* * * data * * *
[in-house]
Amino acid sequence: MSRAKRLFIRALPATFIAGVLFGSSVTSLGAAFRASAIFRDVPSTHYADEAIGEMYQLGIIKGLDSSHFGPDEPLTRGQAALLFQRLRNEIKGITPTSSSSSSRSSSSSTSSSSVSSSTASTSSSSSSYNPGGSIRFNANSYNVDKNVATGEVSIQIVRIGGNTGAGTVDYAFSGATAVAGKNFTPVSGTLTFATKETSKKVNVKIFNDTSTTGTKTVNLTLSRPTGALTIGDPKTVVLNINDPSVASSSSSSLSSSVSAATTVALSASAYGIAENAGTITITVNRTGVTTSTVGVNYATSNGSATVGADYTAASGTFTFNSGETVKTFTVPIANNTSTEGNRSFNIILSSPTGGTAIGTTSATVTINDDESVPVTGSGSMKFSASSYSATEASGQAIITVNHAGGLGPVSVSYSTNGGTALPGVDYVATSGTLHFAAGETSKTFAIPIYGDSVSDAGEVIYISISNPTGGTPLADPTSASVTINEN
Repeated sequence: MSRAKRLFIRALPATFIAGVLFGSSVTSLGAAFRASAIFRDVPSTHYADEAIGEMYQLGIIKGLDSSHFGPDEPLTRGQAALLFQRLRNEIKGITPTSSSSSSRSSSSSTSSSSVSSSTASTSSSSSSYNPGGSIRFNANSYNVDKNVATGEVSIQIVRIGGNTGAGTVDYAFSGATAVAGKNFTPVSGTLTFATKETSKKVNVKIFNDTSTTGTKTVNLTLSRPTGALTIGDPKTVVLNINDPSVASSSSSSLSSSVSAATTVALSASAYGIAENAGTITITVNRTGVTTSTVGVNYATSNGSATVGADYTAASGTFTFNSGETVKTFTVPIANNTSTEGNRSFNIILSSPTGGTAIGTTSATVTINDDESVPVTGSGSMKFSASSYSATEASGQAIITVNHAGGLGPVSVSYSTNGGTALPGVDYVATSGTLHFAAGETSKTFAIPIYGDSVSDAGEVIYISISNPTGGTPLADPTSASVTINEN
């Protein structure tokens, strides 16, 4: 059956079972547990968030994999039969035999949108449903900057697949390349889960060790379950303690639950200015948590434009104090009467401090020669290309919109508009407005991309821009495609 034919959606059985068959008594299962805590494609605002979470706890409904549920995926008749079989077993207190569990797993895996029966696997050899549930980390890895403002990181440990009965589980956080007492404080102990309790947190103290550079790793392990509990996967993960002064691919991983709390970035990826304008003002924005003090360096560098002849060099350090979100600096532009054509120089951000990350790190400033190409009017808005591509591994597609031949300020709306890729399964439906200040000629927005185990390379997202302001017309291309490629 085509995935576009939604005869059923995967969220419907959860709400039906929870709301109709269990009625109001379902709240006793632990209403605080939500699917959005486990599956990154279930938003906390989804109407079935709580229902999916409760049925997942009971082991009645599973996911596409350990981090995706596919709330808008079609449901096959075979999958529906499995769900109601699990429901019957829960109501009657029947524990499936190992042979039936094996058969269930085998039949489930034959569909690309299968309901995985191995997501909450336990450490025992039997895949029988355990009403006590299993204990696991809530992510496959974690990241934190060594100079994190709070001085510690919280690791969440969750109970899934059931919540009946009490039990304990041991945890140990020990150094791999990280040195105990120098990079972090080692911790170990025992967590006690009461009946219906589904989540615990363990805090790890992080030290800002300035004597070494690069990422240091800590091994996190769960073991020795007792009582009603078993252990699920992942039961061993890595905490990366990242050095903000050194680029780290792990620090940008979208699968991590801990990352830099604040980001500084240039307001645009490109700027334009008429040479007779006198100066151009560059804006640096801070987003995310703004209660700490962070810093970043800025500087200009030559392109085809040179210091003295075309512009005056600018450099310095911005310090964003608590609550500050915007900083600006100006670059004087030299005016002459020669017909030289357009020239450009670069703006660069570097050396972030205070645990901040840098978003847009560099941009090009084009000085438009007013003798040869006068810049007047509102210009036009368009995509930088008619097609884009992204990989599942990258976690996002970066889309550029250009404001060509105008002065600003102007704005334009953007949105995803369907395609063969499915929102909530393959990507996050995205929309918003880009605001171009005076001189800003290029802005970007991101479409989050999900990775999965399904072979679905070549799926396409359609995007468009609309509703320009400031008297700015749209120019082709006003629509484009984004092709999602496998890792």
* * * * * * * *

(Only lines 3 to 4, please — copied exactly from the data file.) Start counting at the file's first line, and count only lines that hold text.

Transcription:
Repeated sequence: MSRAKRLFIRALPATFIAGVLFGSSVTSLGAAFRASAIFRDVPSTHYADEAIGEMYQLGIIKGLDSSHFGPDEPLTRGQAALLFQRLRNEIKGITPTSSSSSSRSSSSSTSSSSVSSSTASTSSSSSSYNPGGSIRFNANSYNVDKNVATGEVSIQIVRIGGNTGAGTVDYAFSGATAVAGKNFTPVSGTLTFATKETSKKVNVKIFNDTSTTGTKTVNLTLSRPTGALTIGDPKTVVLNINDPSVASSSSSSLSSSVSAATTVALSASAYGIAENAGTITITVNRTGVTTSTVGVNYATSNGSATVGADYTAASGTFTFNSGETVKTFTVPIANNTSTEGNRSFNIILSSPTGGTAIGTTSATVTINDDESVPVTGSGSMKFSASSYSATEASGQAIITVNHAGGLGPVSVSYSTNGGTALPGVDYVATSGTLHFAAGETSKTFAIPIYGDSVSDAGEVIYISISNPTGGTPLADPTSASVTINEN
């Protein structure tokens, strides 16, 4: 059956079972547990968030994999039969035999949108449903900057697949390349889960060790379950303690639950200015948590434009104090009467401090020669290309919109508009407005991309821009495609 034919959606059985068959008594299962805590494609605002979470706890409904549920995926008749079989077993207190569990797993895996029966696997050899549930980390890895403002990181440990009965589980956080007492404080102990309790947190103290550079790793392990509990996967993960002064691919991983709390970035990826304008003002924005003090360096560098002849060099350090979100600096532009054509120089951000990350790190400033190409009017808005591509591994597609031949300020709306890729399964439906200040000629927005185990390379997202302001017309291309490629 085509995935576009939604005869059923995967969220419907959860709400039906929870709301109709269990009625109001379902709240006793632990209403605080939500699917959005486990599956990154279930938003906390989804109407079935709580229902999916409760049925997942009971082991009645599973996911596409350990981090995706596919709330808008079609449901096959075979999958529906499995769900109601699990429901019957829960109501009657029947524990499936190992042979039936094996058969269930085998039949489930034959569909690309299968309901995985191995997501909450336990450490025992039997895949029988355990009403006590299993204990696991809530992510496959974690990241934190060594100079994190709070001085510690919280690791969440969750109970899934059931919540009946009490039990304990041991945890140990020990150094791999990280040195105990120098990079972090080692911790170990025992967590006690009461009946219906589904989540615990363990805090790890992080030290800002300035004597070494690069990422240091800590091994996190769960073991020795007792009582009603078993252990699920992942039961061993890595905490990366990242050095903000050194680029780290792990620090940008979208699968991590801990990352830099604040980001500084240039307001645009490109700027334009008429040479007779006198100066151009560059804006640096801070987003995310703004209660700490962070810093970043800025500087200009030559392109085809040179210091003295075309512009005056600018450099310095911005310090964003608590609550500050915007900083600006100006670059004087030299005016002459020669017909030289357009020239450009670069703006660069570097050396972030205070645990901040840098978003847009560099941009090009084009000085438009007013003798040869006068810049007047509102210009036009368009995509930088008619097609884009992204990989599942990258976690996002970066889309550029250009404001060509105008002065600003102007704005334009953007949105995803369907395609063969499915929102909530393959990507996050995205929309918003880009605001171009005076001189800003290029802005970007991101479409989050999900990775999965399904072979679905070549799926396409359609995007468009609309509703320009400031008297700015749209120019082709006003629509484009984004092709999602496998890792």